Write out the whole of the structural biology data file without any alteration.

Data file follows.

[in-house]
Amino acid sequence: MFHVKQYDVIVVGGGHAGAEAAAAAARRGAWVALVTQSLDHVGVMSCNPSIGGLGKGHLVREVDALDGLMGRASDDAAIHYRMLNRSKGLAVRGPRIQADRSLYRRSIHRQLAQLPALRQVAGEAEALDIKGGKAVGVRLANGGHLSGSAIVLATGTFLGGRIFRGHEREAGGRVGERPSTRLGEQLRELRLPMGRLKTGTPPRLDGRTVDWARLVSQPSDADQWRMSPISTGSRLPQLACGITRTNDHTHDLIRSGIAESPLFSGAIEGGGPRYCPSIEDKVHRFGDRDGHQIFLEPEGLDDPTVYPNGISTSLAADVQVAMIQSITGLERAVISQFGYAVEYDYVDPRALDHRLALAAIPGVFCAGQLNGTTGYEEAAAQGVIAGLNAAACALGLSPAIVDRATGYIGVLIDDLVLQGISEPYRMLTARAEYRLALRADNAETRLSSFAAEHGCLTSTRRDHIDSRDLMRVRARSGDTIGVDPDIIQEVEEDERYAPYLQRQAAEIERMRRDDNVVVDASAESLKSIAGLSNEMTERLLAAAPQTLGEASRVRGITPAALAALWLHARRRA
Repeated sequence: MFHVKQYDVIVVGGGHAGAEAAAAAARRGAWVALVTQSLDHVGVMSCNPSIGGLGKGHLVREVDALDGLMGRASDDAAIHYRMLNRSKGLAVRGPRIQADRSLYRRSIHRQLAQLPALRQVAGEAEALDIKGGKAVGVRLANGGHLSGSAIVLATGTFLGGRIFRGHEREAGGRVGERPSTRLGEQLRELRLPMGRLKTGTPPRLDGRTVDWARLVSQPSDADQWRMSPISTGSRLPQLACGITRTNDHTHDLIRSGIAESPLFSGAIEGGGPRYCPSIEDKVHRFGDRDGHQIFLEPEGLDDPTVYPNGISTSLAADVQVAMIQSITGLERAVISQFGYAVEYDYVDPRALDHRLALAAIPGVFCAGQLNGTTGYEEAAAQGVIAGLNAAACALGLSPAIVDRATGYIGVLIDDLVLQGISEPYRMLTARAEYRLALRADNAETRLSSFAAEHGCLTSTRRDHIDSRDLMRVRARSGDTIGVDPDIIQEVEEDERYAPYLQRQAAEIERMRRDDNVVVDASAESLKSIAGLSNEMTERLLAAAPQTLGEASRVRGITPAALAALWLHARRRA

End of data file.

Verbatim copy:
[in-house]
Amino acid sequence: MFHVKQYDVIVVGGGHAGAEAAAAAARRGAWVALVTQSLDHVGVMSCNPSIGGLGKGHLVREVDALDGLMGRASDDAAIHYRMLNRSKGLAVRGPRIQADRSLYRRSIHRQLAQLPALRQVAGEAEALDIKGGKAVGVRLANGGHLSGSAIVLATGTFLGGRIFRGHEREAGGRVGERPSTRLGEQLRELRLPMGRLKTGTPPRLDGRTVDWARLVSQPSDADQWRMSPISTGSRLPQLACGITRTNDHTHDLIRSGIAESPLFSGAIEGGGPRYCPSIEDKVHRFGDRDGHQIFLEPEGLDDPTVYPNGISTSLAADVQVAMIQSITGLERAVISQFGYAVEYDYVDPRALDHRLALAAIPGVFCAGQLNGTTGYEEAAAQGVIAGLNAAACALGLSPAIVDRATGYIGVLIDDLVLQGISEPYRMLTARAEYRLALRADNAETRLSSFAAEHGCLTSTRRDHIDSRDLMRVRARSGDTIGVDPDIIQEVEEDERYAPYLQRQAAEIERMRRDDNVVVDASAESLKSIAGLSNEMTERLLAAAPQTLGEASRVRGITPAALAALWLHARRRA
Repeated sequence: MFHVKQYDVIVVGGGHAGAEAAAAAARRGAWVALVTQSLDHVGVMSCNPSIGGLGKGHLVREVDALDGLMGRASDDAAIHYRMLNRSKGLAVRGPRIQADRSLYRRSIHRQLAQLPALRQVAGEAEALDIKGGKAVGVRLANGGHLSGSAIVLATGTFLGGRIFRGHEREAGGRVGERPSTRLGEQLRELRLPMGRLKTGTPPRLDGRTVDWARLVSQPSDADQWRMSPISTGSRLPQLACGITRTNDHTHDLIRSGIAESPLFSGAIEGGGPRYCPSIEDKVHRFGDRDGHQIFLEPEGLDDPTVYPNGISTSLAADVQVAMIQSITGLERAVISQFGYAVEYDYVDPRALDHRLALAAIPGVFCAGQLNGTTGYEEAAAQGVIAGLNAAACALGLSPAIVDRATGYIGVLIDDLVLQGISEPYRMLTARAEYRLALRADNAETRLSSFAAEHGCLTSTRRDHIDSRDLMRVRARSGDTIGVDPDIIQEVEEDERYAPYLQRQAAEIERMRRDDNVVVDASAESLKSIAGLSNEMTERLLAAAPQTLGEASRVRGITPAALAALWLHARRRA